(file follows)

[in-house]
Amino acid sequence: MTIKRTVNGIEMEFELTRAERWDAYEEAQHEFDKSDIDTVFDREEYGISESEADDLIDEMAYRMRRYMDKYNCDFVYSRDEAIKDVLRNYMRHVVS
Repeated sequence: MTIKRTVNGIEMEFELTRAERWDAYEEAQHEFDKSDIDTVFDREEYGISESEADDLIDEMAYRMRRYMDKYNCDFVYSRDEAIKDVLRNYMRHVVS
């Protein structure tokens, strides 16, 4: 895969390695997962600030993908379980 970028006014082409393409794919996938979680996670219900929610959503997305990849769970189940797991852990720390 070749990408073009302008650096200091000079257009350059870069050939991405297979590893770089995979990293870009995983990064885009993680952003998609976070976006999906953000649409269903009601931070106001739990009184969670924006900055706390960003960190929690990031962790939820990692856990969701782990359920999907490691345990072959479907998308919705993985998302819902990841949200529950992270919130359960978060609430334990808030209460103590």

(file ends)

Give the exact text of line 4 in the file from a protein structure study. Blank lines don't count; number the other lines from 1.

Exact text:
């Protein structure tokens, strides 16, 4: 895969390695997962600030993908379980 970028006014082409393409794919996938979680996670219900929610959503997305990849769970189940797991852990720390 070749990408073009302008650096200091000079257009350059870069050939991405297979590893770089995979990293870009995983990064885009993680952003998609976070976006999906953000649409269903009601931070106001739990009184969670924006900055706390960003960190929690990031962790939820990692856990969701782990359920999907490691345990072959479907998308919705993985998302819902990841949200529950992270919130359960978060609430334990808030209460103590």